I remember vividly the first “free dress” day at that school that I came dressed in boy clothes (and fuck that, they were MY clothes) and feeling so ashamed of myself. Ashamed that I wasn’t dressed like the other girls or treated like the other girls. It was the first time I remember hating myself. That began the yo-yo I went through my whole adolescence of forcing myself to try to be more feminine until I cracked and would go back to being masculine until the next shame event would throw me back in the other direction again.

My dad tried to hook me up with the son of one of his patients during one of my femme phases and my first year of high school. It was fun to have a boyfriend… never mind that I never even so much as kissed him. I knew that I was sexually attracted to women’s bodies at this point and always had been… I had just never realized, as ridiculous as it seems, that’s was what sexual orientation meant. When you’re a girl your told about who you “fall in love with”, not what gets you horny. I love many men in my life… but I didn’t know back then that love and orientation aren’t the same.

I remember my parents trying to encourage me into all kinds of relationships with boys: ones in which I would not physically engage (The boys never made me feel forced and I thank the gods they were kind). I vividly remember my first prom. A boy who liked me asked me to go, and I ditched him there for a girl I was interested in (the one who was really trans). Not very nice, but it’s hard to be nice when you are too afraid to be honest. I couldn’t help being gay, and I so wish someone had just had to courage to say it out loud. To call it what it was. But it was my own shameful secret to carry and no adults seemed to want to give a name to the unspoken shadow over my life.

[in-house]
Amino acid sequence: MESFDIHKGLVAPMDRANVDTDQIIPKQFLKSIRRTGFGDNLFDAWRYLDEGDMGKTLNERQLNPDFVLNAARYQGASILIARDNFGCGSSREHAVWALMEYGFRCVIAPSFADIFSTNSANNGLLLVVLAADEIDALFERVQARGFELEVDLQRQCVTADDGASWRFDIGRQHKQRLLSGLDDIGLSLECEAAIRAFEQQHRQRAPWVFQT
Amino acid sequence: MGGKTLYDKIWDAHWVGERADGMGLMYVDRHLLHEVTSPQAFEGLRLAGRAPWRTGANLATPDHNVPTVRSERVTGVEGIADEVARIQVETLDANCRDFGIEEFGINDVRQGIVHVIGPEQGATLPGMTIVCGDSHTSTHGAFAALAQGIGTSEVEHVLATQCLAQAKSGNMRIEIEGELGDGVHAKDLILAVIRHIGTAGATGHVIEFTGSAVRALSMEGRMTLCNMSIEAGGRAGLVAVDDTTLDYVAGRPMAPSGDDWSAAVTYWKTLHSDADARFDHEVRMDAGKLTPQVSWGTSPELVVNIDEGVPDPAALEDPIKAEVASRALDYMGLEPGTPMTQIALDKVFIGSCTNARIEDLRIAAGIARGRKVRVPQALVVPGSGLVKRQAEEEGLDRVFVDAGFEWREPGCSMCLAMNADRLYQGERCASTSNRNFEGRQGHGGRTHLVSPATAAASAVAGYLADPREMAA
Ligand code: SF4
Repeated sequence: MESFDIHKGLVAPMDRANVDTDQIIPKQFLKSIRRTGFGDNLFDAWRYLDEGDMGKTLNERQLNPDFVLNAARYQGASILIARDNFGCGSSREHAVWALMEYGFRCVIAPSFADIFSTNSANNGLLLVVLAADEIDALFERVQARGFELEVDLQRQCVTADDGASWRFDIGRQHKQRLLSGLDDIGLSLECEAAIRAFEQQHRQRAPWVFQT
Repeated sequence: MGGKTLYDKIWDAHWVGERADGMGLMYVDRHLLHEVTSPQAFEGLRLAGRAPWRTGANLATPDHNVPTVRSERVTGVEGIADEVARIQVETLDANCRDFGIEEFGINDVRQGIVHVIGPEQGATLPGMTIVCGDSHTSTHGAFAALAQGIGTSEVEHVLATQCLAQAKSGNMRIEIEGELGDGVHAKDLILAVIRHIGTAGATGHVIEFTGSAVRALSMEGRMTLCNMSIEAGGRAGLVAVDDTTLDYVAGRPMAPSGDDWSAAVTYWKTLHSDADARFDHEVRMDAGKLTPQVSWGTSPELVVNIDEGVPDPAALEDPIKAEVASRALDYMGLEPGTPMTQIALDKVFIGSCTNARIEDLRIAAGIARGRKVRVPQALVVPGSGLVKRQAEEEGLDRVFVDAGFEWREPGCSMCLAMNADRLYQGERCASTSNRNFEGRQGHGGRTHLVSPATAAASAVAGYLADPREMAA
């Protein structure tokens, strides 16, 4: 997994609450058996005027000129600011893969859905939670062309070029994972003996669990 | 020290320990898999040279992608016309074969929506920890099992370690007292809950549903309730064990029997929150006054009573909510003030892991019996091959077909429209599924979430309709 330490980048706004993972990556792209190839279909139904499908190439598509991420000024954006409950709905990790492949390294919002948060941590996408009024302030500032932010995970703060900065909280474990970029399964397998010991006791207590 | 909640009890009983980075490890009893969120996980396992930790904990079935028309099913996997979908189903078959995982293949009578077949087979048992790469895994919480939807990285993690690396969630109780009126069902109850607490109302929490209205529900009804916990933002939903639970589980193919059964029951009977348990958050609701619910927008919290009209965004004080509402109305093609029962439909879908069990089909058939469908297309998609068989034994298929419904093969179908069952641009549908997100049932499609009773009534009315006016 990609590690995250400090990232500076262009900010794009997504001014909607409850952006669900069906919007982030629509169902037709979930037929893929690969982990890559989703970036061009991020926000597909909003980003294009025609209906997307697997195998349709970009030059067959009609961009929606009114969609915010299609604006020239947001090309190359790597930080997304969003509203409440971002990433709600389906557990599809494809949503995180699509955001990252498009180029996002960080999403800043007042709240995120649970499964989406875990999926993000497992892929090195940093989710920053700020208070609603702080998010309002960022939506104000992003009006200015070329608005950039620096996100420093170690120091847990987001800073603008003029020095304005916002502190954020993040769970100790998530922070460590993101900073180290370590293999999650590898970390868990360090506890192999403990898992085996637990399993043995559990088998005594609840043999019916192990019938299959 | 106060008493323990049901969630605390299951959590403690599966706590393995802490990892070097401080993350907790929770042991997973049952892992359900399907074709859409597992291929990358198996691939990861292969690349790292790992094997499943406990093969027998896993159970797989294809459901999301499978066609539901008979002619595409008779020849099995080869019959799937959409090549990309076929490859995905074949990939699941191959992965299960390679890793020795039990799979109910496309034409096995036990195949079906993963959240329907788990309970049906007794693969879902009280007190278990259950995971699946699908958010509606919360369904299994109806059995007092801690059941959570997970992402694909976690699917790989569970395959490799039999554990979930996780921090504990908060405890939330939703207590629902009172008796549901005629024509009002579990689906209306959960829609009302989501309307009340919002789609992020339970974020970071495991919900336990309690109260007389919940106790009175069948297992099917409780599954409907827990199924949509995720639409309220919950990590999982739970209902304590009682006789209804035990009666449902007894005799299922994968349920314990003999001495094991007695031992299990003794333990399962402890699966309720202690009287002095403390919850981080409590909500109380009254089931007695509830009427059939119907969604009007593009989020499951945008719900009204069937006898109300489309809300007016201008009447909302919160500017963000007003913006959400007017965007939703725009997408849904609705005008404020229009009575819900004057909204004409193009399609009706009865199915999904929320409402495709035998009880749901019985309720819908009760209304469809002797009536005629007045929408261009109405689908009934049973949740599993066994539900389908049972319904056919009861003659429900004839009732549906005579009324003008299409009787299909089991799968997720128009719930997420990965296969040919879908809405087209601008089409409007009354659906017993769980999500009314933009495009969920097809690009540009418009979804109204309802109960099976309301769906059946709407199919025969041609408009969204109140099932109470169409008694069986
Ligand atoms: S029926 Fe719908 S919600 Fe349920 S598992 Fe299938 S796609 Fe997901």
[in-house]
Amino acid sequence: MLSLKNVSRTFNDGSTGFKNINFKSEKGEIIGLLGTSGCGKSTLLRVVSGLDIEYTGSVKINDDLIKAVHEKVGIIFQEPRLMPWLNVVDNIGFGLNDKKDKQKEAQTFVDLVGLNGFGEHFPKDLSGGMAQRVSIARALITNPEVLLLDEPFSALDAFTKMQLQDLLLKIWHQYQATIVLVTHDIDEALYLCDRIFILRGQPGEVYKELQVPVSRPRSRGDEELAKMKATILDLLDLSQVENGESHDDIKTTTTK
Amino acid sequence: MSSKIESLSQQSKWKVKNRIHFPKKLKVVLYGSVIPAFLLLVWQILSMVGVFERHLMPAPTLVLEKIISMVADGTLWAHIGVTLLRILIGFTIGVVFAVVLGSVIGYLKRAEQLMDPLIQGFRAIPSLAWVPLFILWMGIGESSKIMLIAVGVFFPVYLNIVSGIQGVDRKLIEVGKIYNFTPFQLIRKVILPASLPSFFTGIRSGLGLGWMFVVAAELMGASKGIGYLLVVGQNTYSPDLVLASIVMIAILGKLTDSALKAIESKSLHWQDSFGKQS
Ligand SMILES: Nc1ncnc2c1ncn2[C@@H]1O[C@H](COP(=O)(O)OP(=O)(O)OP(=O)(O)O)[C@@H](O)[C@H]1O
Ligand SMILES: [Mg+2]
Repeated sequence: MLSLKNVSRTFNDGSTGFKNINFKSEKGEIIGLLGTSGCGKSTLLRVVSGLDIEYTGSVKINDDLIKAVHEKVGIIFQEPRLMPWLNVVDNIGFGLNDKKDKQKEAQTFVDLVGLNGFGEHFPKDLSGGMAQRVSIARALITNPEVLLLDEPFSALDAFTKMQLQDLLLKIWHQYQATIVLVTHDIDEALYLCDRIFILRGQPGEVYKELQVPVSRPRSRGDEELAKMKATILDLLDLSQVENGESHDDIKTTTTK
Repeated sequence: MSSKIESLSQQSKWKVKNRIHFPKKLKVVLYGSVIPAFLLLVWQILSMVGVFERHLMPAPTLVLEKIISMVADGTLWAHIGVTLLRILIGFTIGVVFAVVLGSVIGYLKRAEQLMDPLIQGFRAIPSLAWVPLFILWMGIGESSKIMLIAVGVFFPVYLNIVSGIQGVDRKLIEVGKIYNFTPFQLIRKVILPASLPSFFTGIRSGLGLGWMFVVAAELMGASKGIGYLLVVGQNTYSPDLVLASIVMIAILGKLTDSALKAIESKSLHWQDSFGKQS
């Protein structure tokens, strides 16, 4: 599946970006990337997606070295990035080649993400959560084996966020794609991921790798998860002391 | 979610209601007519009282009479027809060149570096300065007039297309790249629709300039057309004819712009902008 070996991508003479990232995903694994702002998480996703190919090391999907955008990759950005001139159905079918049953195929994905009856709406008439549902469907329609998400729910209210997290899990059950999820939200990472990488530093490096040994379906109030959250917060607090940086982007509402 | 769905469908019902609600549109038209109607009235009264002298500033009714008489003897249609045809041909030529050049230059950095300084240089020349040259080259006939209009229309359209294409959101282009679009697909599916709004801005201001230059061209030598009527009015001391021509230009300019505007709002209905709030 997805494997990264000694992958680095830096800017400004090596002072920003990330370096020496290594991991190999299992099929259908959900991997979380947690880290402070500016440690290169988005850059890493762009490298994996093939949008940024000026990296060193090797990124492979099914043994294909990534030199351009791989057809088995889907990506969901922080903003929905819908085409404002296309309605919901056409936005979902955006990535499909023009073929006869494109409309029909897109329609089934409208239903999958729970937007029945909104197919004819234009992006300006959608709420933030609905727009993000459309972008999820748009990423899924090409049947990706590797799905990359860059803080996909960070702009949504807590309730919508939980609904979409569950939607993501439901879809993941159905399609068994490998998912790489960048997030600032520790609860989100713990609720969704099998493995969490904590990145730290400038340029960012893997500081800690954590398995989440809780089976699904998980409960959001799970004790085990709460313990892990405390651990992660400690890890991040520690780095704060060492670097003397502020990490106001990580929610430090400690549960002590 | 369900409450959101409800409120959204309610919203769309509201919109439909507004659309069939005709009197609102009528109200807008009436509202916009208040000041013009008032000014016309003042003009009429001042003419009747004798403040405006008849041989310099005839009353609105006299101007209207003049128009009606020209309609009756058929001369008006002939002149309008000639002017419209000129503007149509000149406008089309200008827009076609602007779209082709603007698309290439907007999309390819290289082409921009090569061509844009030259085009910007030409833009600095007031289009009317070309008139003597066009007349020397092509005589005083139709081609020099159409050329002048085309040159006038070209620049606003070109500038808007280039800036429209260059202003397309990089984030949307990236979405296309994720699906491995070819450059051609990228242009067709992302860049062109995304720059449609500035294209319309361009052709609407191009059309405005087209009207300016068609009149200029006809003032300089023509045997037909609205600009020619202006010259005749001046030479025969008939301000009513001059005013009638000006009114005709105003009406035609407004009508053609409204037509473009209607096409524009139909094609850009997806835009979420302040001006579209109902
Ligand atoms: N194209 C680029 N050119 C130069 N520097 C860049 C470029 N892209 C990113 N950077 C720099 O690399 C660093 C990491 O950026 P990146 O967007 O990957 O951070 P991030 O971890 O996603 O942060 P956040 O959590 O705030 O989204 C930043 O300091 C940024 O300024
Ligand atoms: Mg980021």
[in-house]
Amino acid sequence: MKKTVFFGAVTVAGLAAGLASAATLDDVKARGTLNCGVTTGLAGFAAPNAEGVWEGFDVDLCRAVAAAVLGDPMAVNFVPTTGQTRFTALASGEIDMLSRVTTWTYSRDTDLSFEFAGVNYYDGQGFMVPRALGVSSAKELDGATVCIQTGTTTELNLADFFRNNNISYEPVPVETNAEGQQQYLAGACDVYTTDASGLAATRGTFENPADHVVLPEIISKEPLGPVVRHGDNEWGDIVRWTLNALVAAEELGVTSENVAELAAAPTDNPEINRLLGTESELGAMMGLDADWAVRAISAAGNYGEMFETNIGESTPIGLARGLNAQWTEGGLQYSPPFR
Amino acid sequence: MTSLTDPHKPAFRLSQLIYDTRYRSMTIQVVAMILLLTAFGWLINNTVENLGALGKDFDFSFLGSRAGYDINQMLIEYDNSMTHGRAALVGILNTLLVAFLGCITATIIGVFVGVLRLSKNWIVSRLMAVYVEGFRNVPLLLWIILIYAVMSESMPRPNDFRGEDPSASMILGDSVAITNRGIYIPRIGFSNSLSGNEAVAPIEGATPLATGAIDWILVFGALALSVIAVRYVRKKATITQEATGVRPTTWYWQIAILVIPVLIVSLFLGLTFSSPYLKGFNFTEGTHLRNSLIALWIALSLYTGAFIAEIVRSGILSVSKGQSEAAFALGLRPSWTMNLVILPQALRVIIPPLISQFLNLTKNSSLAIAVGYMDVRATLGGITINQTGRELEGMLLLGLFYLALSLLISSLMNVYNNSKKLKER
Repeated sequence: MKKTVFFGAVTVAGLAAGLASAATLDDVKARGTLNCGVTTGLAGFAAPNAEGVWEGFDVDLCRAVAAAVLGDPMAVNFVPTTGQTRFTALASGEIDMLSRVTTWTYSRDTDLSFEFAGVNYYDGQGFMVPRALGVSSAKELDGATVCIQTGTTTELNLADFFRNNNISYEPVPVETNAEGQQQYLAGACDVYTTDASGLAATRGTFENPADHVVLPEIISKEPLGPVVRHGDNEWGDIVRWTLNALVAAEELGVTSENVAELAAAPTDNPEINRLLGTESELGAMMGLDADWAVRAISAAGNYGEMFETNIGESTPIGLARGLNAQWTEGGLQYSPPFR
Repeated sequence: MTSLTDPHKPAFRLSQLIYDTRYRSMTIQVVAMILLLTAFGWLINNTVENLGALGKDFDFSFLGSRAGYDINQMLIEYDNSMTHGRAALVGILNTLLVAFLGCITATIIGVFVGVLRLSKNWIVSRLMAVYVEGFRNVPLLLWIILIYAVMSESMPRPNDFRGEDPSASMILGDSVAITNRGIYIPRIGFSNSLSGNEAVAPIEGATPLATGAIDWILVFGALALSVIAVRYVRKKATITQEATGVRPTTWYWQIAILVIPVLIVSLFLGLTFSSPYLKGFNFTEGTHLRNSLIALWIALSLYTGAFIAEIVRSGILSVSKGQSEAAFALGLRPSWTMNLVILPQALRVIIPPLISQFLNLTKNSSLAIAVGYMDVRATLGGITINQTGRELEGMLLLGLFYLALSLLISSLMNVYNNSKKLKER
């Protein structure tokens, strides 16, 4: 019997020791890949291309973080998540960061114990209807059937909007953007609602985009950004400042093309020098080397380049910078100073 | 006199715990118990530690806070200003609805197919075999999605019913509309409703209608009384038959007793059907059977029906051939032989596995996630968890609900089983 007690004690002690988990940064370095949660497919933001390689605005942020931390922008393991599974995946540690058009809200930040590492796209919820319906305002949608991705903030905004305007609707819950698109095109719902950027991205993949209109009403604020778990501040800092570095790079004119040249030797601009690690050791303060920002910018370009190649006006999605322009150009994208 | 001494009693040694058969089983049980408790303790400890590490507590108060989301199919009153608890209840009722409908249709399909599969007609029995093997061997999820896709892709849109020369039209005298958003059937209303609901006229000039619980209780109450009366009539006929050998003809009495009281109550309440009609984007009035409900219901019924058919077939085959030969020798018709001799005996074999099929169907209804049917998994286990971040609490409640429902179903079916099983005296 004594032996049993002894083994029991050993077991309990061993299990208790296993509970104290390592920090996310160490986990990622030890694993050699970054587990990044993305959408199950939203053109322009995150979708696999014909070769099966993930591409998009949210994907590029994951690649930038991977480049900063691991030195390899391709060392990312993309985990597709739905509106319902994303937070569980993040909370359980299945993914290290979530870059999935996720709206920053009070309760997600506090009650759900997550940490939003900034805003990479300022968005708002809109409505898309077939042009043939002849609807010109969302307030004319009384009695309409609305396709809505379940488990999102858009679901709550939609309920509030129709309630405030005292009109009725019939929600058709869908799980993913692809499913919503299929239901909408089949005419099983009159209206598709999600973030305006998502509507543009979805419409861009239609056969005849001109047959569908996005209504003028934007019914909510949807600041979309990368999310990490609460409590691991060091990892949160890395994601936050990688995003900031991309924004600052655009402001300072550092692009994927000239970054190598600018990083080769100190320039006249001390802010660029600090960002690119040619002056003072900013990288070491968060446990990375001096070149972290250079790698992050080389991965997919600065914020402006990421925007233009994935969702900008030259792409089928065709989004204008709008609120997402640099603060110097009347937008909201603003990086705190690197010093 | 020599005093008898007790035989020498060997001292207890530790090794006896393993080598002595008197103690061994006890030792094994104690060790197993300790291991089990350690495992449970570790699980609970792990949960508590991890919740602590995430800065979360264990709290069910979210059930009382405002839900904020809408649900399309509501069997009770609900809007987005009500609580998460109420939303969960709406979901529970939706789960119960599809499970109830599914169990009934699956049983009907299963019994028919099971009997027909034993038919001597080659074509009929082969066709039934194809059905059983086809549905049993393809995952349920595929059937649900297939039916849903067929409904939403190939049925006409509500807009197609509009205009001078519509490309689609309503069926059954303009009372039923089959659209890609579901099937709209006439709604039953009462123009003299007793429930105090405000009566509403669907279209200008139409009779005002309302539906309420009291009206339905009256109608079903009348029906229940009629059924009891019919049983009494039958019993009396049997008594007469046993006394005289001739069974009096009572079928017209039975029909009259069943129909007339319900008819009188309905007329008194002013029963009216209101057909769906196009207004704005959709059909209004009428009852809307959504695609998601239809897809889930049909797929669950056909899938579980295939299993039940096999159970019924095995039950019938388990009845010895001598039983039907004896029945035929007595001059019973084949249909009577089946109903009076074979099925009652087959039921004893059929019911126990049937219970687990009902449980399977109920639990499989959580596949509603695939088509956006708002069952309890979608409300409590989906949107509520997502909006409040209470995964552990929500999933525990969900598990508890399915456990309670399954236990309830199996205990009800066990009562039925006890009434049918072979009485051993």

I remember that before she told me she had fallen in love with me, my friend who became my 3 year secret girlfriend told me that she felt compassion for gay people because they had a mental illness. She apologized when I told her I was a lesbian. Even so, she would tell me things when we were dating that made me feel like she wished I was a boy and not a girl. We both hated our bodies and both had eating disorders. Eventually I started to wish that I was a boy too. How much easier would my life be if I didn’t have to hide who I was or try to conform to ideas of female beauty.

My father forced me to stop seeing my girlfriend when I went into therapy. I never even got to grieve because nobody could know our secret. Even close friends of ours didn’t know we were a couple. I didn’t tell them because I was ashamed of who I was.

Paradoxically, when I was trying to decide if I was going to transition I also decided to try dating boys. If I couldn’t be a lesbian and couldn’t stomach being straight, maybe I could meet my parents in the middle and be a gay man. That doesn’t make any fucking kind of sense, but that’s where I was at the time. Yaoi didn’t help: those gay boys who looked like women were having adventurous love lives with men. Why not me? My first relationship with a boy was extremely mentally abusive on top of not being sexually fulfilling to me. I never told him (or the two other guys I slept with after that relationship) that I’ve never had an orgasm with a man. I can’t. Even when I was fantasizing about women as hard as I could. In retrospect I don’t know why I was hurting myself like that. It felt like there was no other option.